Alpha Kappa Alpha Sorority, the oldest Greek-Letter Organization established by black college women in America, was formed in 1908 at Howard University. Led by Ethel Hedgeman Lyle, the group formed in 1908 a sisterhood that burgeoned four years later when a new dimension was added.
– National Organization and Perpetual Membership.
The small group of women who organized Alpha Kappa Alpha Sorority were conscious of the privilege and responsibility of college trained members of a minority group just one generation removed from slavery and then young women were determined that their college experience should be as meaningful and as valuable as possible in enhancing the plight of those in need.
Today the influence and concerns of Alpha Kappa Alpha Sorority, Incorporated® extend far beyond campus gates and student interest. The major goals of program activities are centered upon significant issues in our larger national life and focus on challenges that are raised on every side, from remote concerns of depressed communities to the halls of the government.
The sorority has flourished into a globally-impactful organization of over 265,000 college-trained members, bound by the bonds of sisterhood and empowered by a commitment to servant-leadership that is both domestic and international in its scope. As Alpha Kappa Alpha has grown, it has maintained its focus in two key arenas: the lifelong personal and professional development of each of its members; and galvanizing its membership into an organization of respected power and influence, consistently at the forefront of effective advocacy and social change that results in equality and equity for all citizens of the world.
Gamma Omicron Omega Chapter
Alpha Kappa Alpha Sorority, Incorporated®
Chartered in 1942
The Gamma Omicron Omega Chapter is located in Tyler, Texas, the “Rose Capital” of the world. It was established on the principles, ideals, and aspirations of our national sisterhood, the Alpha Kappa Alpha Sorority, Incorporated®.
In the early 1940’s Willie Lee Glass, Julia Warren, Zephie Brooks, Alice Long, and Doris Novell were young Alpha Kappa Alpha women who longed to continue their commitment to service and maintain the sisterly bonds that joined them during their college years. They were among the charter members of Gamma Omicron Omega Chapter, which was certified March 11, 1942. Other charter members included Venetta Collins, Iola Pendleton Fowler, Nellie Smith Lee, Alice Moore Long, Audrey Duconge Neal, and Connie Yerwood Conner Odom.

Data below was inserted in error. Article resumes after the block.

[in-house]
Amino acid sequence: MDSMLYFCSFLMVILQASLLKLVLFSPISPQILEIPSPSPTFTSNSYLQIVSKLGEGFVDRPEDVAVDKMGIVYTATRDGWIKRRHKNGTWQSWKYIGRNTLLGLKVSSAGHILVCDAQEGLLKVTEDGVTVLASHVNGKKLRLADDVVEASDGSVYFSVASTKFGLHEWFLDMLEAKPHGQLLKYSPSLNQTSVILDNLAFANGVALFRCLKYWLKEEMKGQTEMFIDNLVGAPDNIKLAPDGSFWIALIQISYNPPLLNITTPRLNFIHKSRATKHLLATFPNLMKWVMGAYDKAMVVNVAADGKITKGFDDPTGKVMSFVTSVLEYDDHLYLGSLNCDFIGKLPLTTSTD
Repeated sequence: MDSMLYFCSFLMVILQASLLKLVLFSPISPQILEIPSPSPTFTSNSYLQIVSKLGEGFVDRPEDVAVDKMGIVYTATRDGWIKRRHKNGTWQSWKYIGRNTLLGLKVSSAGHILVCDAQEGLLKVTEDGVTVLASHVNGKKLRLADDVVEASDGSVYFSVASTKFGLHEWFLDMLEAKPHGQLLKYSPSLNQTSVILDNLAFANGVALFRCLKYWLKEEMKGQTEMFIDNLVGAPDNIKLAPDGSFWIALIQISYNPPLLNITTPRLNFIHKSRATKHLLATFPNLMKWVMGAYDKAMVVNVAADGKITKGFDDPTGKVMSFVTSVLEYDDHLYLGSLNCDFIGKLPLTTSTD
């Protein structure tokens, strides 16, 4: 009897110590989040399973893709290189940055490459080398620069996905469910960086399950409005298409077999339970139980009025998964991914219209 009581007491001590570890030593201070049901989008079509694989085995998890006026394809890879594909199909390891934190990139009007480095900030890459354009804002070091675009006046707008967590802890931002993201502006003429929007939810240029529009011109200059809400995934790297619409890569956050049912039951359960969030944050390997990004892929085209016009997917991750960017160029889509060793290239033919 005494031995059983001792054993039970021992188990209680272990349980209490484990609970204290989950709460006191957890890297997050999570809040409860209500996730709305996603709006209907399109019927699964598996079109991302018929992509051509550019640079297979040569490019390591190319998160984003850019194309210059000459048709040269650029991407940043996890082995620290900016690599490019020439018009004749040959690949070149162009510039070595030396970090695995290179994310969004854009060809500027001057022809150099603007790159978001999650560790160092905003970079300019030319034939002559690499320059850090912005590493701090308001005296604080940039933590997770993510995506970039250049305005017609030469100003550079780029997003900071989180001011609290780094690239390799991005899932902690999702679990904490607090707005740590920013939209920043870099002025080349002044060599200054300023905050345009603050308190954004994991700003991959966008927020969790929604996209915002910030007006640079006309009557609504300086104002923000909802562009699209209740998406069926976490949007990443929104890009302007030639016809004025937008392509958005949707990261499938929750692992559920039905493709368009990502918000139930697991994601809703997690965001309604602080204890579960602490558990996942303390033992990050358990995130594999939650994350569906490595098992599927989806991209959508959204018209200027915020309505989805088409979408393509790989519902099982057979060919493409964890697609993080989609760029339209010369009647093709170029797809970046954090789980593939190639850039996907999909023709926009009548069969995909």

Willie Lee Glass was head of the Home Economics Department at Texas College where she worked from 1938-1950. She served as a supervisor for the Home and Family Life Education Department of the Texas Education Agency for 24 years. She was the first President of Gamma Omicron Omega Chapter, 1942-1944.
Connie Y. Conner Odom served as the 4th South Central Regional Director from 1941-46, when Gamma Omicron Omega was chartered in 1942.
Zephie Brooks was a graduate of Bishop College and studied at Prairie View A&M University and Northwestern University. She taught English at Emmett Scott High School in Tyler, TX. She served as the 5th South Central Regional Director in 1946-47 and the second President of Gamma Omicron Omega Chapter, 1945-1947.
Julia B. Warren was a librarian at Texas College from 1948-52 and the assistant librarian at Tyler Junior College from 1953 until her retirement in 1982. She served as President of Gamma Omicron Omega Chapter, 1948-1951.
Eugene B. Long served as the 7th South Central Regional Director from 1951-55 and International Treasurer. She was Registrar at Texas College and Tyler Junior College. She served as President of Gamma Omicron Omega Chapter, 1952-1956.
Gamma Omicron Omega Chapter meetings are held at 1400 W. Lollar St., Tyler, Texas. The building formerly the Ella Reid Library (Negro Public Library), was purchased by the chapter in 1972. Terry Childers, Tyler’s Assistant City Manager at the time, assisted the chapter in submitting a grant for this purchase. In January, 2007, the building was designated as an historical landmark due to the efforts of Tyler Historical Preservation board member, Dorothy Franks, and Chapter Historian, Martha McCormick. At the suggestion of chapter member, Greta Moore-Dixon, the building was named the Ivy Service Center.
Gamma Omicron Omega Chapter continues to make a difference in the Tyler community with exemplary programs.